And now a note to dog owners visiting parks: if you feel that Maximus or Mr. Doodle or Princess Pippikins simply must come with you on the trails, please have the courtesy to PICK UP ANY DROPPINGS. ESPECIALLY THOSE DEPOSITED DIRECTLY ON THE TRAILS.

(I'm always surprised when I find le poo lying about town. Winston-Salem has no scoop law that I know of, but generally people here are so courteous that it surprises me when they are so glaringly not. It's not like they don't know the dog at the end of the leash has stopped walking and gone all hunchy. And yet I have watched people act like they didn't notice a thing, like they have absolutely nothing to do with the turdlet left behind.)

Friday, August 03, 2007


Macy's parking lot, Hanes Mall

With Macy's kickin' sales and the taxfree weekend, I was able to get the oldest 5 polo style shirts, 3 of them Izod, for just under $40, which I believe is just about what one of the hideous sofa-size oils in this tent runs.

Dinosaur Days

That's the theme for this year's Best Decorated Apple* at the Dixie Classic. The prize for first place is seven dollars. I plan to spend at least twenty dollars on supplies.

You don't understand. I NEED DIXIE CLASSIC GLORY. I crave it. I dream about it. And yet, in spite of my craft goddess-ness, I have in the past been thwarted. Utterly.

This year, IT SHALL BE MINE! Starting with my Applesaurus Fabulosus.

* And pumpkin. And potato.

Thursday, August 02, 2007

Holly Avenue

Calvary Moravian Church

I bet wedding photos taken on this walkway are just lovely.


Art-o-Mat, one of my favorite local creations, anounces that in celebration of a decade of "kerplunking culture", they will host an Art Swap on Saturday, August 18th at SECCA.

more info here

(If one wishes to gift the fine people at Art-O-Mat, I believe the traditional, tenth anniversary gift is tin or aluminum.)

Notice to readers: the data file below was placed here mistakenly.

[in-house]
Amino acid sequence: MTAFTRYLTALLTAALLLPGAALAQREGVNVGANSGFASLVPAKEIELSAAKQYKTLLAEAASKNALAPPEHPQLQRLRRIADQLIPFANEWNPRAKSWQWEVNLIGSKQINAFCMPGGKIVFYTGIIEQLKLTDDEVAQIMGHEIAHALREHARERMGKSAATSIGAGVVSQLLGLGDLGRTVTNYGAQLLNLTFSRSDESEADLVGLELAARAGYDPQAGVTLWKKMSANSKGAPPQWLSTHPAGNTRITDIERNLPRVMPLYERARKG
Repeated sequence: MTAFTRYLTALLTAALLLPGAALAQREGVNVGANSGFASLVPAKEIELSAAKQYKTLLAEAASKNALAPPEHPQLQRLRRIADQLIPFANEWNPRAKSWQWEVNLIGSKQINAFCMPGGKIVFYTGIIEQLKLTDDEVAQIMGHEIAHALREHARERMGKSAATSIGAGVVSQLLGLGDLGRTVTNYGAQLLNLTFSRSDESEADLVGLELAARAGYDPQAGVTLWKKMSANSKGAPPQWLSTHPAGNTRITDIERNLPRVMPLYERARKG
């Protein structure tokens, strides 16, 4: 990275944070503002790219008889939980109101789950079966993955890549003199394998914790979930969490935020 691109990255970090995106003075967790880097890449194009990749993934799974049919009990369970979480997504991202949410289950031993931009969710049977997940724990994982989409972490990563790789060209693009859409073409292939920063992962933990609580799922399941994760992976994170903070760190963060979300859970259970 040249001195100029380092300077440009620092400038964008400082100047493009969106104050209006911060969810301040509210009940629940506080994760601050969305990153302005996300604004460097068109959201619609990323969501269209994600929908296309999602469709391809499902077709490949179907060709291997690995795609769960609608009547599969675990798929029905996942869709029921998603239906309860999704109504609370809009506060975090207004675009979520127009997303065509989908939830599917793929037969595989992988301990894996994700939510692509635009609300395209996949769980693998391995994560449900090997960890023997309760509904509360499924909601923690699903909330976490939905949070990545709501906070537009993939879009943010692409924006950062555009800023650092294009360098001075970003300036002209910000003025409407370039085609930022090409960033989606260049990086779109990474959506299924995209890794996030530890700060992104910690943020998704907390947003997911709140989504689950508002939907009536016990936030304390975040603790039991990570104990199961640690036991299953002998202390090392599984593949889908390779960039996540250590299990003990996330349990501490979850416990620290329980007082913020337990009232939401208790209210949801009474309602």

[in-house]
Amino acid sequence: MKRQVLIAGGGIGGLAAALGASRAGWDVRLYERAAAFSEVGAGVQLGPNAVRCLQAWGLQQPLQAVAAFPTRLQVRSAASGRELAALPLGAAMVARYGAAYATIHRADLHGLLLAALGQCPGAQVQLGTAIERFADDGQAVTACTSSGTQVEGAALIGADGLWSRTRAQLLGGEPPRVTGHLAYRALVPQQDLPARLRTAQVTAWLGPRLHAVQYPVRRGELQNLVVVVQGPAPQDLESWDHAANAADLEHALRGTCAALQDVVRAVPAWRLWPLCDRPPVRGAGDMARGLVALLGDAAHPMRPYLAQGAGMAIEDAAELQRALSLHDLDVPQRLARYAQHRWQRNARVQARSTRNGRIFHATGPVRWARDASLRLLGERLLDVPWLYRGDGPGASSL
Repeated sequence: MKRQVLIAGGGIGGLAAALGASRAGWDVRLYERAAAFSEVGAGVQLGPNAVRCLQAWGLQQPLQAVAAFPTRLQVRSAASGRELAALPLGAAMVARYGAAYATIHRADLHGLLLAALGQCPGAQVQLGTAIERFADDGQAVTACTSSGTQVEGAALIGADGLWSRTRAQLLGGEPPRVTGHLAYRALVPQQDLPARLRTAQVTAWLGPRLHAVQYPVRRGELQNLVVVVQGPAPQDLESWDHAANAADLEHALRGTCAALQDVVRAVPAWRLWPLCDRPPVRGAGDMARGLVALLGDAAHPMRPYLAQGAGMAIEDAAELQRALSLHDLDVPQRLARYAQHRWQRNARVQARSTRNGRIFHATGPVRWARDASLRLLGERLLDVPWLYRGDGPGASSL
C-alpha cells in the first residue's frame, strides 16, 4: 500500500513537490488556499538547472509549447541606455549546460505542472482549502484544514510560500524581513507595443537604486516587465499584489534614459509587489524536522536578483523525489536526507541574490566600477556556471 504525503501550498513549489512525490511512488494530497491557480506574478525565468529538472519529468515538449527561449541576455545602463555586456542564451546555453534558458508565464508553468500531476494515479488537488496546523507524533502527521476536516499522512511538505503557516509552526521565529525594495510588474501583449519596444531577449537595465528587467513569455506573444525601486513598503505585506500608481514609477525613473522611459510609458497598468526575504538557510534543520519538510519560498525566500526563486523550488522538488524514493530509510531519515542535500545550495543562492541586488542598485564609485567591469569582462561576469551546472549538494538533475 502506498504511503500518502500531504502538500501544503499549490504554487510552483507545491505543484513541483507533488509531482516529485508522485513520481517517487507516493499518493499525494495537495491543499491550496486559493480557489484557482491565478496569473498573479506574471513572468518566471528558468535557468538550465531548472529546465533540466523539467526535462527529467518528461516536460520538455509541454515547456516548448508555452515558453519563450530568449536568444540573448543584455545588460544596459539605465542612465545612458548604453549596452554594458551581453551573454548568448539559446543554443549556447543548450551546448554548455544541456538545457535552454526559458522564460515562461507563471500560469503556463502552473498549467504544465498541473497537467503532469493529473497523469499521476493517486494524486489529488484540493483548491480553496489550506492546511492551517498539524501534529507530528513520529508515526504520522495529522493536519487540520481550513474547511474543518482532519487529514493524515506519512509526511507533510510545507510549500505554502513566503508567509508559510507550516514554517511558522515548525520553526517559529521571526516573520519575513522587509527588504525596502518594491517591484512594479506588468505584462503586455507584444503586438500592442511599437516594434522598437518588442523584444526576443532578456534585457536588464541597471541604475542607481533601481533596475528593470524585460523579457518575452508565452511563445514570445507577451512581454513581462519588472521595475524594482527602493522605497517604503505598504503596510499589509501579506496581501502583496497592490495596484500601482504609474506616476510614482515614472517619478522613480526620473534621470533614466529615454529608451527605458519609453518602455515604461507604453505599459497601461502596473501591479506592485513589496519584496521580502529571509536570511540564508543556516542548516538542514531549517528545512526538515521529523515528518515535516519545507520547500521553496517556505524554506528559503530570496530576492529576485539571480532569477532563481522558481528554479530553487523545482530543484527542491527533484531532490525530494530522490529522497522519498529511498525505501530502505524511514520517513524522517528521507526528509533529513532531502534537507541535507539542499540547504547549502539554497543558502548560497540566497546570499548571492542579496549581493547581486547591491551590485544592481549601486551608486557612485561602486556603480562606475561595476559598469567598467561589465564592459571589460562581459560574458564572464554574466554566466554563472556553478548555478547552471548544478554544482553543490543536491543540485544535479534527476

Wednesday, August 01, 2007

Drag in Drag

For Friday night's game, a few lucky members of the Warthogs organization will "drag in drag" for charity. I only hope they choose the right hats, ones befitting fine, Southern ladies. This is a horrific shot* of the one I wore to today's game, but believe me when I tell you it was perfect.

*This shot is plain wonky. My hand isn't the same size as my head. Nor, despite appearances, is my right shoulder worthy of a linebacker.

Five! Gah.

Yesterday I dashed into Party City at Thruway to see if they possibly, by some chance, had a boy birthday cap. They had plenty of Birthday Girl crowns, a multitude of Birthday Princess tiaras, and a plethora of Birthday Diva caps. But one for boys? Not so much.

I bought this one, the least evil, saying merely HAPPY BIRTHDAY across the candles, no gender stated, featuring plenty of the youngest's beloved purple. It makes him look vaguely like the lovechild of a Hanukkah menorah and the Statue of Liberty, but whatever.

So far this morning, he's worn it to an art gallery and Harris Teeter. In both places, he was amazed that complete strangers somehow knew it was his birthday. Later on today, we'll see if the spectators at the Warthogs game are equally psychic.